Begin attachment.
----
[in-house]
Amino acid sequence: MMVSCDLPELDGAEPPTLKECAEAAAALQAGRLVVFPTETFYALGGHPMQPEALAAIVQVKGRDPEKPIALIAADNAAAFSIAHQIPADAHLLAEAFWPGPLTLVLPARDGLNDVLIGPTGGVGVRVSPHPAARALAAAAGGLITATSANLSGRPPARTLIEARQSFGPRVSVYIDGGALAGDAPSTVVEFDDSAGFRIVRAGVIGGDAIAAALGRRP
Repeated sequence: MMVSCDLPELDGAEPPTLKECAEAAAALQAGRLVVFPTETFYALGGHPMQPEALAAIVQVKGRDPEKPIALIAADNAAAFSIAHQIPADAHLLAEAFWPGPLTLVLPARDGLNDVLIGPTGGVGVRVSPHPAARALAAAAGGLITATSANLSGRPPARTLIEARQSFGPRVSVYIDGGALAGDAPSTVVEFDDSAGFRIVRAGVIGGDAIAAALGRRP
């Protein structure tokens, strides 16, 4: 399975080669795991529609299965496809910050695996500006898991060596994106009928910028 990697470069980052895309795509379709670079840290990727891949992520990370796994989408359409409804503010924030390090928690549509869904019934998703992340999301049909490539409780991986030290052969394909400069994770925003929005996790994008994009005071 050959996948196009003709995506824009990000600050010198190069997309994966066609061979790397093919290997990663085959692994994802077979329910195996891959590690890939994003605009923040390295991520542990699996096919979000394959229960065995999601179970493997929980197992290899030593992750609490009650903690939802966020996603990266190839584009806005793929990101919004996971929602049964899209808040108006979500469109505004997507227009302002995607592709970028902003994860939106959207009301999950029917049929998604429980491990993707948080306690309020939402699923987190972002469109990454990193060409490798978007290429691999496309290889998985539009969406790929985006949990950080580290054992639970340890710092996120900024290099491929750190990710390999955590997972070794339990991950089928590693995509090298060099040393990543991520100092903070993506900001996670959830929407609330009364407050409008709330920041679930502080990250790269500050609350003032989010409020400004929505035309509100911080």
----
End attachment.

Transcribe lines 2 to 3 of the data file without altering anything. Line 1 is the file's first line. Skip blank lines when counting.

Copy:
Amino acid sequence: MMVSCDLPELDGAEPPTLKECAEAAAALQAGRLVVFPTETFYALGGHPMQPEALAAIVQVKGRDPEKPIALIAADNAAAFSIAHQIPADAHLLAEAFWPGPLTLVLPARDGLNDVLIGPTGGVGVRVSPHPAARALAAAAGGLITATSANLSGRPPARTLIEARQSFGPRVSVYIDGGALAGDAPSTVVEFDDSAGFRIVRAGVIGGDAIAAALGRRP
Repeated sequence: MMVSCDLPELDGAEPPTLKECAEAAAALQAGRLVVFPTETFYALGGHPMQPEALAAIVQVKGRDPEKPIALIAADNAAAFSIAHQIPADAHLLAEAFWPGPLTLVLPARDGLNDVLIGPTGGVGVRVSPHPAARALAAAAGGLITATSANLSGRPPARTLIEARQSFGPRVSVYIDGGALAGDAPSTVVEFDDSAGFRIVRAGVIGGDAIAAALGRRP